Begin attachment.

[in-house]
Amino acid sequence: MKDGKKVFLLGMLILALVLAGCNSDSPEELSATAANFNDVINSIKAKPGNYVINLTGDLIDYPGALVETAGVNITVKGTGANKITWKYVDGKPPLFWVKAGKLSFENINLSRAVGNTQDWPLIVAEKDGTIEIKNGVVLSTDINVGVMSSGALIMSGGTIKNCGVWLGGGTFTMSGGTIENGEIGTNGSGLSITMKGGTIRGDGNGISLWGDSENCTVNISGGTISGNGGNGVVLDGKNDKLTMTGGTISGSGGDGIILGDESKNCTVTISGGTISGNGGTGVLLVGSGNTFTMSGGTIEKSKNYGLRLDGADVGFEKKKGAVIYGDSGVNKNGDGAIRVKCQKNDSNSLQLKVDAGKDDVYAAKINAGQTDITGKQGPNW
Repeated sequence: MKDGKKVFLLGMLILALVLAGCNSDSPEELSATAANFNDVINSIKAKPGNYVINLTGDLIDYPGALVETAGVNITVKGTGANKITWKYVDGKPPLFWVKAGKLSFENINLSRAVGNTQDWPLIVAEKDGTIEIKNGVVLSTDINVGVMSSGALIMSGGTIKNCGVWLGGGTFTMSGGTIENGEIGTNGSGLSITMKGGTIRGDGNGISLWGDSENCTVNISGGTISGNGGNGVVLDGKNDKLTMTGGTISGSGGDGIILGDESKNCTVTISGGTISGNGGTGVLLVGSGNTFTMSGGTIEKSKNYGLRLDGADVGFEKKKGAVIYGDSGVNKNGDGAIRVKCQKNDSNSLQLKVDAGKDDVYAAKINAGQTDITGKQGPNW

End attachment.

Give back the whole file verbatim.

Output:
[in-house]
Amino acid sequence: MKDGKKVFLLGMLILALVLAGCNSDSPEELSATAANFNDVINSIKAKPGNYVINLTGDLIDYPGALVETAGVNITVKGTGANKITWKYVDGKPPLFWVKAGKLSFENINLSRAVGNTQDWPLIVAEKDGTIEIKNGVVLSTDINVGVMSSGALIMSGGTIKNCGVWLGGGTFTMSGGTIENGEIGTNGSGLSITMKGGTIRGDGNGISLWGDSENCTVNISGGTISGNGGNGVVLDGKNDKLTMTGGTISGSGGDGIILGDESKNCTVTISGGTISGNGGTGVLLVGSGNTFTMSGGTIEKSKNYGLRLDGADVGFEKKKGAVIYGDSGVNKNGDGAIRVKCQKNDSNSLQLKVDAGKDDVYAAKINAGQTDITGKQGPNW
Repeated sequence: MKDGKKVFLLGMLILALVLAGCNSDSPEELSATAANFNDVINSIKAKPGNYVINLTGDLIDYPGALVETAGVNITVKGTGANKITWKYVDGKPPLFWVKAGKLSFENINLSRAVGNTQDWPLIVAEKDGTIEIKNGVVLSTDINVGVMSSGALIMSGGTIKNCGVWLGGGTFTMSGGTIENGEIGTNGSGLSITMKGGTIRGDGNGISLWGDSENCTVNISGGTISGNGGNGVVLDGKNDKLTMTGGTISGSGGDGIILGDESKNCTVTISGGTISGNGGTGVLLVGSGNTFTMSGGTIEKSKNYGLRLDGADVGFEKKKGAVIYGDSGVNKNGDGAIRVKCQKNDSNSLQLKVDAGKDDVYAAKINAGQTDITGKQGPNW